The unique data, e.g. name, number or code, determining a certain object or person.
The amount of ineffective time whereby the available resources are not used e.g. a container in a yard.
Setting on fire or catching fire.
Focal points of detached personnel situated within customers¿ premises to co-ordinate and advise on the customers¿ logistics activity, often replacing in-house functions and resource.
The status of goods or persons between the outwards customs clearance and inwards customs clearance.
Trade terms in coded form as established by the International Chamber of Commerce in 1953, whereafter they have been regularly updated. (Last update 2000). The terms represent a set of international rules for the interpretation of the principal terms of delivery used in trade contracts.
Compensation for a loss and/or the expenses incurred.
A demand which is unrelated to demand for other products. Demand for finished goods, parts required for destructive testing and service parts requirements are examples of independent demand.
Any route other than the direct route.
System of roads, waterways, airfields, ports and/or telecommunication networks in a certain area.
Abbreviation: ICD Inland location where cargo, particularly containerised cargo, may be cleared by customs.
Transport document made out to a named person, to order or to bearer, signed by the carrier and handed to the sender after receipt of the goods.
Thermal container without the use of devices for cooling and/or heating.
Container frame holding one or more thermal insulated tanks for liquids.
A system of protection against loss under which a party agrees to pay a certain sum (premiums) for a guarantee that they will be compensated under certain conditions for loss or damage.
Proof of an insurance contract.
The party covering the risks of the issued goods and/or services that are insured
The systematic approach applied to simultaneous management and acquisition of equipment and related logistics support, in order to provide the customer with a desired level of availability. Resulting in an optimum life cycle cost and to maintain this level through the entire life cycle.
The prevention of unauthorised modification of information.
Reciprocal exchange of e.g. information between two or more parties.
As opposite to coastal water operations, intercoastal refers to water transport carried out between coasts (e.g. between Pacific and Atlantic coasts).
A co-operative formed by 19 European Railways, for the management of international rail container traffic in Europe.
Two or more road transport companies joining operations to bring cargo to a certain destination.
A carrier with whom another carrier has an interline agreement.
The movement of goods (containers) in one and the same loading unit or vehicle which uses successively several modes of transport without handling of the goods themselves in changing modes.
Abbreviation: IATA An international organisation of airlines, founded in 1945, with the aim of promoting the commercial air traffic. Parties should achieve this by co-operation between the parties concerned and by performance of certain rules, procedures and tariffs, regarding both cargo and passengers.
Abbreviation: IACS An organisation in which the major classification societies, among others American Bureau of Shipping, Lloyd's Register of Shipping and Germanischer Lloyd, are joined, whose principal aim is the improvement of standards concerning safety at sea.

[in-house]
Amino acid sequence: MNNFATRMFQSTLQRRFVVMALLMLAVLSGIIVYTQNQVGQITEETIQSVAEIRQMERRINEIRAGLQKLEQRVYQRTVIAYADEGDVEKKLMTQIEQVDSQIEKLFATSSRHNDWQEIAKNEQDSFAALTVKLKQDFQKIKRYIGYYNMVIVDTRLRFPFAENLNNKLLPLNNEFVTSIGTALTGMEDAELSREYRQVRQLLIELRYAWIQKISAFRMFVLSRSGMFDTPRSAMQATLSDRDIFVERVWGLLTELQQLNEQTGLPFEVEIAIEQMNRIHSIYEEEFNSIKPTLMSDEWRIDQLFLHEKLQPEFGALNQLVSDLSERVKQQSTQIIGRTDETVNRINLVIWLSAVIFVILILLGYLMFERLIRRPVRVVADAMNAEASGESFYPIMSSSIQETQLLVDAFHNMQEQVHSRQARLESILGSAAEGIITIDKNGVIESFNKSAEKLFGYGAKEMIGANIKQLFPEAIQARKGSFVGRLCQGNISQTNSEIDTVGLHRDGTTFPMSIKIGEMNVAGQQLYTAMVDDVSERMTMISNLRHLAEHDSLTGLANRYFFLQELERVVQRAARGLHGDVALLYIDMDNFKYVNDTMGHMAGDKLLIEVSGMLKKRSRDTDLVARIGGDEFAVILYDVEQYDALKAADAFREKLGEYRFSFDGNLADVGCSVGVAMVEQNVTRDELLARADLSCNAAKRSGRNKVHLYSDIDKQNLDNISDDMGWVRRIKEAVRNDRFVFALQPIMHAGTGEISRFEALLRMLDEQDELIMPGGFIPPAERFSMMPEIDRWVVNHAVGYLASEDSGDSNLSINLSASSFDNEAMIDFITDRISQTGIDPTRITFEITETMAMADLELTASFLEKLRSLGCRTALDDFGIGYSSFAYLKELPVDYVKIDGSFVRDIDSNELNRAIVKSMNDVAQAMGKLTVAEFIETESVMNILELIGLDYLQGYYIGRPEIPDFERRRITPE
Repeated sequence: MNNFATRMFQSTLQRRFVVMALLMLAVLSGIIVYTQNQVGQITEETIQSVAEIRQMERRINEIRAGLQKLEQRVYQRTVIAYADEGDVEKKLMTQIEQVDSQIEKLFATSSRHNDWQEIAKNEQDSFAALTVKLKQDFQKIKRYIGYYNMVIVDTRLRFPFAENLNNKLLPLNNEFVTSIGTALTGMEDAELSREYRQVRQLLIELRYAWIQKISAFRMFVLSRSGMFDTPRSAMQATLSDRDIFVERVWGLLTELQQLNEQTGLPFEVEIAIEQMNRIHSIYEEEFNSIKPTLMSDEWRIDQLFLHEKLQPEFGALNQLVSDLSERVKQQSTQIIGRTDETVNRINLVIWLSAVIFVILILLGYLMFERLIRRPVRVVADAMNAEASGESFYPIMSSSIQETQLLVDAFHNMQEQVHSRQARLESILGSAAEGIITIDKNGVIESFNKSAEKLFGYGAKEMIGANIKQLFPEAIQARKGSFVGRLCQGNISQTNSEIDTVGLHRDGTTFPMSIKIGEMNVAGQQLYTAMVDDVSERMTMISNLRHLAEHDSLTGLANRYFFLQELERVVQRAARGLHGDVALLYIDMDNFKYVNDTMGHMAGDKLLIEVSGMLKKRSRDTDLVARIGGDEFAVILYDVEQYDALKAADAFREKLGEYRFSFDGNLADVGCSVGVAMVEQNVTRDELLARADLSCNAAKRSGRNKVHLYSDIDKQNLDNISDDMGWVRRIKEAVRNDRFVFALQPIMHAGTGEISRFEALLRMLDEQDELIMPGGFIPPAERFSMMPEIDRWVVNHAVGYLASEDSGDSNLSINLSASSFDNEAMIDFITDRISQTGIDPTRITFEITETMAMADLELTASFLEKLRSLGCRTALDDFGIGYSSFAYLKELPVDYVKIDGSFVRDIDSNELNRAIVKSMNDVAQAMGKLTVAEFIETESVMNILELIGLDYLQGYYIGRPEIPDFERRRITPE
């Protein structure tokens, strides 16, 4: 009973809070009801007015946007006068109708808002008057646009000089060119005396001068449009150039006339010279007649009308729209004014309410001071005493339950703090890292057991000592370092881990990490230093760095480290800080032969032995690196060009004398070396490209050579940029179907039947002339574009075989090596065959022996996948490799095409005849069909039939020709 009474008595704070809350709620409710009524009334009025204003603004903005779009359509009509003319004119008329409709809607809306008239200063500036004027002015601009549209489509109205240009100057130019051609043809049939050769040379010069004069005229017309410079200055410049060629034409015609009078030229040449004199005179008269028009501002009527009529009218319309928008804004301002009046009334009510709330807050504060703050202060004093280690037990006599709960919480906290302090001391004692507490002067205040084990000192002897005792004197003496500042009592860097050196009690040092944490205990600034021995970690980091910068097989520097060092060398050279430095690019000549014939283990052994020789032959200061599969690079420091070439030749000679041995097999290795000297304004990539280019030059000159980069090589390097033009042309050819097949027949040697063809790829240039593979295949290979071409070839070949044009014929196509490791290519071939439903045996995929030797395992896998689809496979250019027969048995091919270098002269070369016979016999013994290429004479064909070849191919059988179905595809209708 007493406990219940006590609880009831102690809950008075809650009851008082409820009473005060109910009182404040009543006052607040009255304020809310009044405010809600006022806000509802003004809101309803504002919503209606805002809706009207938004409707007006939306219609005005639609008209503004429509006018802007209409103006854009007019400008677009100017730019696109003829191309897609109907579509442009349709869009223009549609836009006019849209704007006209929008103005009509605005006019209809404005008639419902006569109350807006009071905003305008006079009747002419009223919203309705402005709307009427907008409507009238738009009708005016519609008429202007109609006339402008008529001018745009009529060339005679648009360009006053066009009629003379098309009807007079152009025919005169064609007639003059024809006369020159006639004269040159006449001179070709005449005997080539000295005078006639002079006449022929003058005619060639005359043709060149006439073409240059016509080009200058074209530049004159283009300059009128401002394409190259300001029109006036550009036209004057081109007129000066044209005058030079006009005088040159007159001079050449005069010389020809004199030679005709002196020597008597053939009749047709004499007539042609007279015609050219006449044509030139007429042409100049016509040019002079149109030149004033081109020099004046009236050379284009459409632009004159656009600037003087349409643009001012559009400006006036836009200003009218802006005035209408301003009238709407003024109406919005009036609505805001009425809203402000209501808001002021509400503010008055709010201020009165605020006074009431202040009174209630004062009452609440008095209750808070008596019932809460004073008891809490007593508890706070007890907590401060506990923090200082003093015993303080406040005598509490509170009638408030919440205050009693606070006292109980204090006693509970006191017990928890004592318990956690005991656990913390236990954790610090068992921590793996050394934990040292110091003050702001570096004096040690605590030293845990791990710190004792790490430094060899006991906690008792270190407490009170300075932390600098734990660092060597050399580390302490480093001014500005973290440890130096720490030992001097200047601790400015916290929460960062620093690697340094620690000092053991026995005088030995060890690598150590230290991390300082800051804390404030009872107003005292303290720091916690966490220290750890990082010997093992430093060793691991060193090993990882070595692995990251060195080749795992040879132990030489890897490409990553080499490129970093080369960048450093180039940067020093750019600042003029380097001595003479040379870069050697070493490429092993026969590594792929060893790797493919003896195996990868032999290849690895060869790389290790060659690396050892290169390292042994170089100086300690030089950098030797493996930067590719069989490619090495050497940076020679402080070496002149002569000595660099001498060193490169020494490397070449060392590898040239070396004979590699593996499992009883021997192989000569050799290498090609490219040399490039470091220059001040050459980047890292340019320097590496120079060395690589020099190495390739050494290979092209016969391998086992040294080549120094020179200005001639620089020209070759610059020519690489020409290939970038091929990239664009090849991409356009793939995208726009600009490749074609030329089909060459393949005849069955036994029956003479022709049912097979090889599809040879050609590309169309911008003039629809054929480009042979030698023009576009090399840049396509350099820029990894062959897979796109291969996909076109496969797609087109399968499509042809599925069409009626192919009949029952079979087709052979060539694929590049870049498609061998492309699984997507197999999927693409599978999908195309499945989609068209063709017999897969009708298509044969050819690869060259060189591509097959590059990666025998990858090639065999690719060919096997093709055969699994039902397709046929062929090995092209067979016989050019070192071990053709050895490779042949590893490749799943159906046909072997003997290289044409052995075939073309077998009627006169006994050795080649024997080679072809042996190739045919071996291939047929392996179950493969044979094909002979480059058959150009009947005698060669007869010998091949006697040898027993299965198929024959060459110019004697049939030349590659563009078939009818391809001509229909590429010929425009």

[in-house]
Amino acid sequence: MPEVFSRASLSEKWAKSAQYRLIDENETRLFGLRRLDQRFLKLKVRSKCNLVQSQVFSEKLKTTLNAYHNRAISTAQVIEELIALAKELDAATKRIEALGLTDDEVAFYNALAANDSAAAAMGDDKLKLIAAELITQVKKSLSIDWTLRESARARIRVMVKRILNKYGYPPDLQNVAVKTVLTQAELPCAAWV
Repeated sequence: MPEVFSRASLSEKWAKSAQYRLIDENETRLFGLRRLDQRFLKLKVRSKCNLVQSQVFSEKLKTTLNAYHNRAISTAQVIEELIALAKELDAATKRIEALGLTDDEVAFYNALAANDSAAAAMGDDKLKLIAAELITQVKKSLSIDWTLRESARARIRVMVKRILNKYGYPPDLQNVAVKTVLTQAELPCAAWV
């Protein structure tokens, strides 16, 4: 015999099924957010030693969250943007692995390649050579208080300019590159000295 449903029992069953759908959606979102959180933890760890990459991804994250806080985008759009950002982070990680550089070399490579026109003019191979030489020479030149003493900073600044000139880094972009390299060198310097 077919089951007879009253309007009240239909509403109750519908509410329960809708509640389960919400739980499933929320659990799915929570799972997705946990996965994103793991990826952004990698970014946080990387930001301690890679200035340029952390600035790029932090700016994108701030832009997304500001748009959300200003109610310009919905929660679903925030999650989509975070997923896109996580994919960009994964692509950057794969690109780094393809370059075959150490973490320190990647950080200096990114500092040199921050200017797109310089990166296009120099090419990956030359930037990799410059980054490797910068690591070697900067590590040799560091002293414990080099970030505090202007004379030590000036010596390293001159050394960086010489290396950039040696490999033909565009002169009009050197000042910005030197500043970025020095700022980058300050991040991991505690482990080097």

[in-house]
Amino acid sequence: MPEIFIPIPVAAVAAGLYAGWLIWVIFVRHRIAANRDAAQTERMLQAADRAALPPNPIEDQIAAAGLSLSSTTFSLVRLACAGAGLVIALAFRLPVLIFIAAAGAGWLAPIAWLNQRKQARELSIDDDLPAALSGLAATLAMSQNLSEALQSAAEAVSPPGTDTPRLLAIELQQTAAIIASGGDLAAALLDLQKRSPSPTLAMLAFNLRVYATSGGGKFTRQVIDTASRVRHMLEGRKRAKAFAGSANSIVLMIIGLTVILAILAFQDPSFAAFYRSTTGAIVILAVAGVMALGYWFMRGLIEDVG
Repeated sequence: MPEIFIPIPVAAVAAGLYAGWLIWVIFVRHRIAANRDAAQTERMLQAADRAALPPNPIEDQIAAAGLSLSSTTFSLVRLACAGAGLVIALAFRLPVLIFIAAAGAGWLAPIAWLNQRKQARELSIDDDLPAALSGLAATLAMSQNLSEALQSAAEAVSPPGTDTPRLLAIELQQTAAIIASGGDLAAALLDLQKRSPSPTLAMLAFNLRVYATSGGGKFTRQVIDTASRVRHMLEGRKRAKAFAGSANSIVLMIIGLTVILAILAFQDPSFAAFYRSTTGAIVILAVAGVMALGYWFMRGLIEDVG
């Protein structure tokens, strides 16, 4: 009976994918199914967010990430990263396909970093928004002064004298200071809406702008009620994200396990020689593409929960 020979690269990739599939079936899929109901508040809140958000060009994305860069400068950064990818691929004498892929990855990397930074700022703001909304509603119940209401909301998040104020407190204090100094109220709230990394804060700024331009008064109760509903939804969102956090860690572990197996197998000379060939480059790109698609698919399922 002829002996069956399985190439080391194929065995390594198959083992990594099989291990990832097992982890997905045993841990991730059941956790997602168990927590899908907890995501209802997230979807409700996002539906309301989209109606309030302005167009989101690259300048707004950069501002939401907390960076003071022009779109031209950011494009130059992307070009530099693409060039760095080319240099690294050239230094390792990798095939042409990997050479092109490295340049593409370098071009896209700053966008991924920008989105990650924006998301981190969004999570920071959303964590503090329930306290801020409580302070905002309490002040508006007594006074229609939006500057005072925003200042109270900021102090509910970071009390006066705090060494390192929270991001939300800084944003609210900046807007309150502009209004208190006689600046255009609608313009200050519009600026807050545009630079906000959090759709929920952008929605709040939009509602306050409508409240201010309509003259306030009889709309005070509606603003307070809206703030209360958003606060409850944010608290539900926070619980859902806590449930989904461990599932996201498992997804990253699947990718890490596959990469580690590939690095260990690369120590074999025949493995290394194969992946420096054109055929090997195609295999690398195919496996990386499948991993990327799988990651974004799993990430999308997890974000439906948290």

Carriage whereby the place of departure and any place of landing are situated in more than one country.
Abbreviation: ICS A voluntary organisation of national shipowner' associations with the objective to promote interests of its members, primarily in the technical and legal fields of shipping operations.
Abbreviation: ICAO An international organisation of governments, dealing with search and rescue in distress, weather information, telecommunications and navigational requirements.
Abbreviation: ILO An United Nations agency, dealing with employment rights and working conditions, covering work at sea and in ports.
Abbreviation: IMDG Code A code, representing the classification of dangerous goods as defined by the International Maritime Organisation (IMO) in compliance with international legal requirements.
Abbreviation: IMO An United Nations agency concerned with safety at sea. Its work includes codes and rules relating to tonnage measurement of vessels, load lines, pollution and the carriage of dangerous goods. Its previous name was the Inter-Governmental Maritime Consultative Organisation (IMCO).
Abbreviation: IMGS 'The doctor at sea'.
Abbreviation: ISO A world-wide federation of national standards institutes (ISO member bodies).
This international standard for the safe management and operation of ships prescribes rules for the organisation of a shipping company management in the context of safety and pollution prevention and requires the development and implementation of a safety management system.
A detailed list of goods located in a certain space or belonging to a specified object. Goods available for satisfying certain demands. Inventories may consist of finished goods ready for sale, they may be parts or intermediate items, they may be work in process, or they may be raw materials.
An account from the supplier, for goods and/or services supplied by him.
The carrier whose Air Waybill is issued (air cargo).
Separate article or unit.
The route of a means of transport, indicated by the names of the ports of call or other locations, often including estimated arrival and departure dates.